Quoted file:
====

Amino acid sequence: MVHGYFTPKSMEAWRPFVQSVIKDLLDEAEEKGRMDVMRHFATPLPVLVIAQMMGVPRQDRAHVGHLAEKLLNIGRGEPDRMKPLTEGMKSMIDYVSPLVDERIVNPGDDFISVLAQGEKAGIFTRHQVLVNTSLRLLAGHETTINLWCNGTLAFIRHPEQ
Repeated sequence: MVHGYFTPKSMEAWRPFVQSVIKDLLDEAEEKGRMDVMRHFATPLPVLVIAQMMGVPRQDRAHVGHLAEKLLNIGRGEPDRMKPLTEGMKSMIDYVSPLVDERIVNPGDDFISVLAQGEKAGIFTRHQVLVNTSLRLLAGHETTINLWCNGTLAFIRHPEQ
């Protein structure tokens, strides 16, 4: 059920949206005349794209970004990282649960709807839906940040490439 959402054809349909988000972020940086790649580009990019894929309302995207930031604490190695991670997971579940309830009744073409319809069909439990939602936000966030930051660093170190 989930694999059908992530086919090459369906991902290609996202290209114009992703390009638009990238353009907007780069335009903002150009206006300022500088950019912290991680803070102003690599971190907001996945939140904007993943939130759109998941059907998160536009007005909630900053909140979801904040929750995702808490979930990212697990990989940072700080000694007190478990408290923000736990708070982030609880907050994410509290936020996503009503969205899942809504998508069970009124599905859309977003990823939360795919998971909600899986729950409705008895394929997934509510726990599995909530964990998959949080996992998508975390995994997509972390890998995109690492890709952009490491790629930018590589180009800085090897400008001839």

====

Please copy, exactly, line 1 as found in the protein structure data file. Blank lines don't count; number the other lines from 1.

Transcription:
Amino acid sequence: MVHGYFTPKSMEAWRPFVQSVIKDLLDEAEEKGRMDVMRHFATPLPVLVIAQMMGVPRQDRAHVGHLAEKLLNIGRGEPDRMKPLTEGMKSMIDYVSPLVDERIVNPGDDFISVLAQGEKAGIFTRHQVLVNTSLRLLAGHETTINLWCNGTLAFIRHPEQ